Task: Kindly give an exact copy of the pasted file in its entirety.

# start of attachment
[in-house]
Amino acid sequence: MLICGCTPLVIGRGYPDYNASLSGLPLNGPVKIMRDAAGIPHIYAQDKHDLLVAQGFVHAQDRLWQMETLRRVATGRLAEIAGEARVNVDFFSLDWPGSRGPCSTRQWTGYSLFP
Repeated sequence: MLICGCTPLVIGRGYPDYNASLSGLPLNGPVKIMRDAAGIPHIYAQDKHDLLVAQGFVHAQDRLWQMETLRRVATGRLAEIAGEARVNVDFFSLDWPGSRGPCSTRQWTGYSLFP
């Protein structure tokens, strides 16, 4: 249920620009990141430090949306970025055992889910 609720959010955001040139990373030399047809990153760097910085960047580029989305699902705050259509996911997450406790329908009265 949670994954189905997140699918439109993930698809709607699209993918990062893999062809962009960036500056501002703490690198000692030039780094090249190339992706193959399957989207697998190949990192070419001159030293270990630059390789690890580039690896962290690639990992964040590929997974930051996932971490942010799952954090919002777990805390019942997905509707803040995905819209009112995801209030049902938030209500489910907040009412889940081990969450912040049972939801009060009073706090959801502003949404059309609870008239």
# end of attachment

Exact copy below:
[in-house]
Amino acid sequence: MLICGCTPLVIGRGYPDYNASLSGLPLNGPVKIMRDAAGIPHIYAQDKHDLLVAQGFVHAQDRLWQMETLRRVATGRLAEIAGEARVNVDFFSLDWPGSRGPCSTRQWTGYSLFP
Repeated sequence: MLICGCTPLVIGRGYPDYNASLSGLPLNGPVKIMRDAAGIPHIYAQDKHDLLVAQGFVHAQDRLWQMETLRRVATGRLAEIAGEARVNVDFFSLDWPGSRGPCSTRQWTGYSLFP
């Protein structure tokens, strides 16, 4: 249920620009990141430090949306970025055992889910 609720959010955001040139990373030399047809990153760097910085960047580029989305699902705050259509996911997450406790329908009265 949670994954189905997140699918439109993930698809709607699209993918990062893999062809962009960036500056501002703490690198000692030039780094090249190339992706193959399957989207697998190949990192070419001159030293270990630059390789690890580039690896962290690639990992964040590929997974930051996932971490942010799952954090919002777990805390019942997905509707803040995905819209009112995801209030049902938030209500489910907040009412889940081990969450912040049972939801009060009073706090959801502003949404059309609870008239």